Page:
Sexually explicit bans can include biology books and even literary works appropriate for high school students.

“It’s a huge subjective power that prison officials have in establishing these procedures,” Ghandnoosh said, emphasizing that a lack of explicit regulation and public discourse around how such policies are made are usually what lead to high-profile cases such as the banning of Michelle Alexander’s “The New Jim Crow: Mass Incarceration in the Age of Colorblindness.”

Silver’s order could change the previous issues that were part of the original policy.

In her order, Silver wrote that the Arizona Department of Corrections and the state must change its mail policy from allowing agency employees and agents to use their own discretion in determining what’s banned and to establish consistency in excluding sexually explicit material.

The department now has to deliver the previously censored issues of the magazine to its subscribers within 30 days of the order.

During litigation, the Arizona Department of Corrections said the ban helped protect staff from unwanted inmate behavior, which Paul Wright, executive director and founder of the litigious Human Rights Defense Center, doesn’t agree with.

“It’s all conjecture,” Wright said, noting that he wanted to settle the case. “The flip side would be, I suspect that all the behaviors they claim are still occurring.”

Prison Legal News has been banned for being pornographic before, but those allegations don’t appear to hold up well in court, said Wright.

In 2015, a district court in Virginia found that the Virginia Beach Sheriff’s Office had an unconstitutional and overbroad policy for sexually explicit materials after Prison Legal News filed a lawsuit when it was informed that inmates at the Virginia Beach Correctional Center and the Virginia Beach Sheriff’s Office were not receiving copies of magazine. The policy was changed throughout the course of litigation and the court issued a permanent injunction preventing the Virginia Beach Sheriff’s Office from returning to its former policy.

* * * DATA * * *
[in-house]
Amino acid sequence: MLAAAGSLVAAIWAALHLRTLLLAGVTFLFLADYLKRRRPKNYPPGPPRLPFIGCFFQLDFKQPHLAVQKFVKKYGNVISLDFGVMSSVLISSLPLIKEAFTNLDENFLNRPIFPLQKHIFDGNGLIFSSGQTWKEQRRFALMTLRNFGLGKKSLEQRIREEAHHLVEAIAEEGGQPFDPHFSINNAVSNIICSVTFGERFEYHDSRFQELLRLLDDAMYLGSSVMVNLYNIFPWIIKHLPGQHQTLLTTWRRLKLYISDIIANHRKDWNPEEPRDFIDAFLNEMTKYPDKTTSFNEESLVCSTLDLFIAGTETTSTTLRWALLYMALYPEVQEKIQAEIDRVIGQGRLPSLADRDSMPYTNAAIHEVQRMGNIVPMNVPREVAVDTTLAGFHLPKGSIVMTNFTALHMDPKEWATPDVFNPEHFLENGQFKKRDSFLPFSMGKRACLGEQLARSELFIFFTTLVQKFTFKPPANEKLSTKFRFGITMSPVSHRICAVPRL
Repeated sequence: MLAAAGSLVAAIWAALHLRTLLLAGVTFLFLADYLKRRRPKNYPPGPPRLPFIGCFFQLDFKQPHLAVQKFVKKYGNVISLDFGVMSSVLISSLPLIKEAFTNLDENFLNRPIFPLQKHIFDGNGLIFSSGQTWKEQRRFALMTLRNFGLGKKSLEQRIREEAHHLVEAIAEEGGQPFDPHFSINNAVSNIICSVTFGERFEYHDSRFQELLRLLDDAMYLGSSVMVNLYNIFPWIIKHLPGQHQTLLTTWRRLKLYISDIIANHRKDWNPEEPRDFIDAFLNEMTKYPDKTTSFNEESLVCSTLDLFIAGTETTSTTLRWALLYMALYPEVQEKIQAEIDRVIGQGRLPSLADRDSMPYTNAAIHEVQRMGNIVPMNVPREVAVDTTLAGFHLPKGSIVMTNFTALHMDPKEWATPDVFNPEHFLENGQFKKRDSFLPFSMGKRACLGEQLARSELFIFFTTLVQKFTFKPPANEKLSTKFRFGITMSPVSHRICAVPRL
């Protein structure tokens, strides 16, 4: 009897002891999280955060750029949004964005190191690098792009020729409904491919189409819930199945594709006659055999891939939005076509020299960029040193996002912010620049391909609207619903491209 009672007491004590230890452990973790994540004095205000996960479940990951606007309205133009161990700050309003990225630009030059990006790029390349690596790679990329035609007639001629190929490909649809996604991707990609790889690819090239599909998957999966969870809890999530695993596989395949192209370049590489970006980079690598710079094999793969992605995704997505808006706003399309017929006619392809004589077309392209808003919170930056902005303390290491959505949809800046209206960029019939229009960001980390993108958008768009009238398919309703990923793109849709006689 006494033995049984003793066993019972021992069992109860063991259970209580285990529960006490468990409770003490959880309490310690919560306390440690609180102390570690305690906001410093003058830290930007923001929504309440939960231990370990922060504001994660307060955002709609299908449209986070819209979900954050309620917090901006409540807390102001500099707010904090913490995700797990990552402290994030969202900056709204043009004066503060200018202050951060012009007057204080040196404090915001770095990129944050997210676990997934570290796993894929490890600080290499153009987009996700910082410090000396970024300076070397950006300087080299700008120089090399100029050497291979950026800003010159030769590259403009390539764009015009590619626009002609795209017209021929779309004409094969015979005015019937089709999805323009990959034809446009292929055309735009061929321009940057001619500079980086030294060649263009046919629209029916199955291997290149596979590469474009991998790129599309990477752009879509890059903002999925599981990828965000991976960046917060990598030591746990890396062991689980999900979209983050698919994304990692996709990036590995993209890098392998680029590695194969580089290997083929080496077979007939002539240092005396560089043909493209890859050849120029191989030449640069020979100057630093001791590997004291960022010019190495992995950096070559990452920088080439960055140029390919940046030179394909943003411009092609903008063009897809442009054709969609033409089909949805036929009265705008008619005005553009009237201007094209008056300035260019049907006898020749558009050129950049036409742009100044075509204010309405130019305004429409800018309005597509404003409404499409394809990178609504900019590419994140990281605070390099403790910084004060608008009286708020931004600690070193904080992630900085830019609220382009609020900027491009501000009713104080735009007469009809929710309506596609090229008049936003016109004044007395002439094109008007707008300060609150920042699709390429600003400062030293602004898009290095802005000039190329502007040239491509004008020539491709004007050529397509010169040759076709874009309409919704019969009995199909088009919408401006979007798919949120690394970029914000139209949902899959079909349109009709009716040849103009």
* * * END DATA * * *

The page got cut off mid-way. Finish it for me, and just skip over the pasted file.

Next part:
Prisoners are subject to the prejudices and biases of the people who work in the prison system who are often white, male and evangelical Christians, Wright said.

Black, Hispanic and Native American people are overrepresented in Arizona’s prisons and jails, according to data from the Prison Policy Initiative.

Wright said the banning of Prison Legal News is another way some penal institutions try to prevent inmates from knowing their rights.

Under Silver’s directive, the state of Arizona and its corrections department can no longer violate prisoners’ First Amendment rights, which include the right to read — something that also impacts non-incarcerated people once prisoners are released, Fathi said.

“Do we want people who have exercised their minds in prisons? Do we want people who improved their ability to read and think? Or do we want people who have been completely cut off?” he said. “I think the answer is clear.”